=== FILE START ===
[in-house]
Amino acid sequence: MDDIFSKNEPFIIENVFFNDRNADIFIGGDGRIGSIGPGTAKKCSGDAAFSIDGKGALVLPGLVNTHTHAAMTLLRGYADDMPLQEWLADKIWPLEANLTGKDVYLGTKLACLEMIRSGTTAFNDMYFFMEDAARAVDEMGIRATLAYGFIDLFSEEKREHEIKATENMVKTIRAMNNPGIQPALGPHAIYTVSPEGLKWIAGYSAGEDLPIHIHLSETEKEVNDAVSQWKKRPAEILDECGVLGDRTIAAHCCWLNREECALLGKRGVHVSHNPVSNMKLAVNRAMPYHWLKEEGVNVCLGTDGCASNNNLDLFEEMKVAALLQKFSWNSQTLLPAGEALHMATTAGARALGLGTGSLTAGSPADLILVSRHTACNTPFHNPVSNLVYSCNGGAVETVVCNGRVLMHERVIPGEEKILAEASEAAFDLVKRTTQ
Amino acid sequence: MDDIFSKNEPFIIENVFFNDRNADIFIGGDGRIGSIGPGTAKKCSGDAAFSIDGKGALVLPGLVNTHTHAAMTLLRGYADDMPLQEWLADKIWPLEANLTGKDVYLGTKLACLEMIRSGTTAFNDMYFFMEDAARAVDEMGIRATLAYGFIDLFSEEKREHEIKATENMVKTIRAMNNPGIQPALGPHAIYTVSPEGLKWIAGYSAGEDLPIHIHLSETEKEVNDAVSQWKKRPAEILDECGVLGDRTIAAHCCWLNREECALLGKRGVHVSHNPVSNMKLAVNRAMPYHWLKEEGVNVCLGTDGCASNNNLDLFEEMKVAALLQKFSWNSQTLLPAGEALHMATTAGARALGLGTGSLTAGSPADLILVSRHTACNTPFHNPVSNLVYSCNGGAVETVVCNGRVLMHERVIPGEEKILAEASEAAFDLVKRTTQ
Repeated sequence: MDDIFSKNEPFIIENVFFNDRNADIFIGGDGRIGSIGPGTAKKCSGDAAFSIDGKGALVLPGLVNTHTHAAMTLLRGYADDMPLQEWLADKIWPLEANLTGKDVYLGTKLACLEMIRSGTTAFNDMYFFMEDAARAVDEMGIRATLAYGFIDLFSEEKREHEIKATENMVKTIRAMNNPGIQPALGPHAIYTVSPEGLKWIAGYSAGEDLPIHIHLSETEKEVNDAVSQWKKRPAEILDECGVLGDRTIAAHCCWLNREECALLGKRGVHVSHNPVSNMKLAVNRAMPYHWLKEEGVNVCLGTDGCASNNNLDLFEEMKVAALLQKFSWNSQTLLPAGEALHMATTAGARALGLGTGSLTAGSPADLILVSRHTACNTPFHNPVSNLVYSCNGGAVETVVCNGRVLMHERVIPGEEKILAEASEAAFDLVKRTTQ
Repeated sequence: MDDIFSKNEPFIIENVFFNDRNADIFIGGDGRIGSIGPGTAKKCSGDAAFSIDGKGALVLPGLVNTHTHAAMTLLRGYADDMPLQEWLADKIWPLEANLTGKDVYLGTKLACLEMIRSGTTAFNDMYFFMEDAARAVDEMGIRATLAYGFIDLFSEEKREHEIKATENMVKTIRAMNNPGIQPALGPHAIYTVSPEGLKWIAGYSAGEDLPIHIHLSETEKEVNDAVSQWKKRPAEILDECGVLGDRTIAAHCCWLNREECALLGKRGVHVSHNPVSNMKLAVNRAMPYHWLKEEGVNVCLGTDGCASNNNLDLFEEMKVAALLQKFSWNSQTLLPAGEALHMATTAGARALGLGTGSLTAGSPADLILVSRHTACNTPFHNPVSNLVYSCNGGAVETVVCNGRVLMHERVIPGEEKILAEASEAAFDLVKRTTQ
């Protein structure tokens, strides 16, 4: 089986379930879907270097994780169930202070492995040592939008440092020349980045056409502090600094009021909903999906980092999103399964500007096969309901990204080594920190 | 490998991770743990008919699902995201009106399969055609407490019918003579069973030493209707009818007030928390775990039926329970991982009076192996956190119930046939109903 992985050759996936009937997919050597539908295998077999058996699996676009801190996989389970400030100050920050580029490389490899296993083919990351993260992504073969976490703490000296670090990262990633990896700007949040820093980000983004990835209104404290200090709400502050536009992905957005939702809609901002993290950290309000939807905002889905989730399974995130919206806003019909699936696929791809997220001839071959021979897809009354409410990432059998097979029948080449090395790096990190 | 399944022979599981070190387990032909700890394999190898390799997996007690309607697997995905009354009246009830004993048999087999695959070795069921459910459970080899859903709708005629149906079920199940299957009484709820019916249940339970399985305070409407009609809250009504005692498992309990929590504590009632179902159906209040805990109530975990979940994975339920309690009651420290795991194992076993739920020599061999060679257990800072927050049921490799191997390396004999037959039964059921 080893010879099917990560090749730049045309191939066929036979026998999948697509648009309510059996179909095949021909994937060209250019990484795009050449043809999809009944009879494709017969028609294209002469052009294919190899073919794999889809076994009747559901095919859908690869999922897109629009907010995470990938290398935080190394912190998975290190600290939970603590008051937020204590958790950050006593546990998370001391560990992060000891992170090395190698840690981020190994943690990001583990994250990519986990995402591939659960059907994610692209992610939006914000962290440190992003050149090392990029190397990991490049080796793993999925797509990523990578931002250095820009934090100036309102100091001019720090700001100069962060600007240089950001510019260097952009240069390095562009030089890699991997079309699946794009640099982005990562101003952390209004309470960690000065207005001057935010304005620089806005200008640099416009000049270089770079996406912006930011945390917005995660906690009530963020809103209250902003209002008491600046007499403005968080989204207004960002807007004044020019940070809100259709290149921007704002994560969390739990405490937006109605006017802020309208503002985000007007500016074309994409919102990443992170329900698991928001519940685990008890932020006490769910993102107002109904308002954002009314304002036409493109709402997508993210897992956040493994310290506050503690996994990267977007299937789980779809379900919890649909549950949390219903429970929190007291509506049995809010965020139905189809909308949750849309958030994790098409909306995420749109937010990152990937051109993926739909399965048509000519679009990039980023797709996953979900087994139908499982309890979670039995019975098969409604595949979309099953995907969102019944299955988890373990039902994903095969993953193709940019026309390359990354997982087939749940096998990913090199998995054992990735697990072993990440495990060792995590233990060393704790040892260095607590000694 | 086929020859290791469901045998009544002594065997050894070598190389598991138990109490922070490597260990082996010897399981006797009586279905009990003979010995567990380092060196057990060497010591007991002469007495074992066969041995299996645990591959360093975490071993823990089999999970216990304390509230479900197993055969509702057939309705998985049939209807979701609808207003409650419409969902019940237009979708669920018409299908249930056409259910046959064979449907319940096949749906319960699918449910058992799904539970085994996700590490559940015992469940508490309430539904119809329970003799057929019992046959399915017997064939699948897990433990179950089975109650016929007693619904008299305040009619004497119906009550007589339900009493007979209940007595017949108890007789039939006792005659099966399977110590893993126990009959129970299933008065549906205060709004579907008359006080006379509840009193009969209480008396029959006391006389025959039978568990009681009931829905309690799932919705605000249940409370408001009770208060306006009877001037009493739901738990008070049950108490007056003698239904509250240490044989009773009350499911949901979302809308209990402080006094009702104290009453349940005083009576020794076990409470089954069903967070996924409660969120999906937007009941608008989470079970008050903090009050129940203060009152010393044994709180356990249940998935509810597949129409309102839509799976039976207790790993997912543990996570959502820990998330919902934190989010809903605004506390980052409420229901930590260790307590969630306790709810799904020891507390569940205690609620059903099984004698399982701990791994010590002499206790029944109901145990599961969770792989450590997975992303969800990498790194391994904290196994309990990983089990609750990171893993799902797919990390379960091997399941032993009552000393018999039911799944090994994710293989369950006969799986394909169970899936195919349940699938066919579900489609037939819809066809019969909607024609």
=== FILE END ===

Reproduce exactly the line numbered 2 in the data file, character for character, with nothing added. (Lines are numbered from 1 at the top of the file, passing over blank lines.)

Amino acid sequence: MDDIFSKNEPFIIENVFFNDRNADIFIGGDGRIGSIGPGTAKKCSGDAAFSIDGKGALVLPGLVNTHTHAAMTLLRGYADDMPLQEWLADKIWPLEANLTGKDVYLGTKLACLEMIRSGTTAFNDMYFFMEDAARAVDEMGIRATLAYGFIDLFSEEKREHEIKATENMVKTIRAMNNPGIQPALGPHAIYTVSPEGLKWIAGYSAGEDLPIHIHLSETEKEVNDAVSQWKKRPAEILDECGVLGDRTIAAHCCWLNREECALLGKRGVHVSHNPVSNMKLAVNRAMPYHWLKEEGVNVCLGTDGCASNNNLDLFEEMKVAALLQKFSWNSQTLLPAGEALHMATTAGARALGLGTGSLTAGSPADLILVSRHTACNTPFHNPVSNLVYSCNGGAVETVVCNGRVLMHERVIPGEEKILAEASEAAFDLVKRTTQ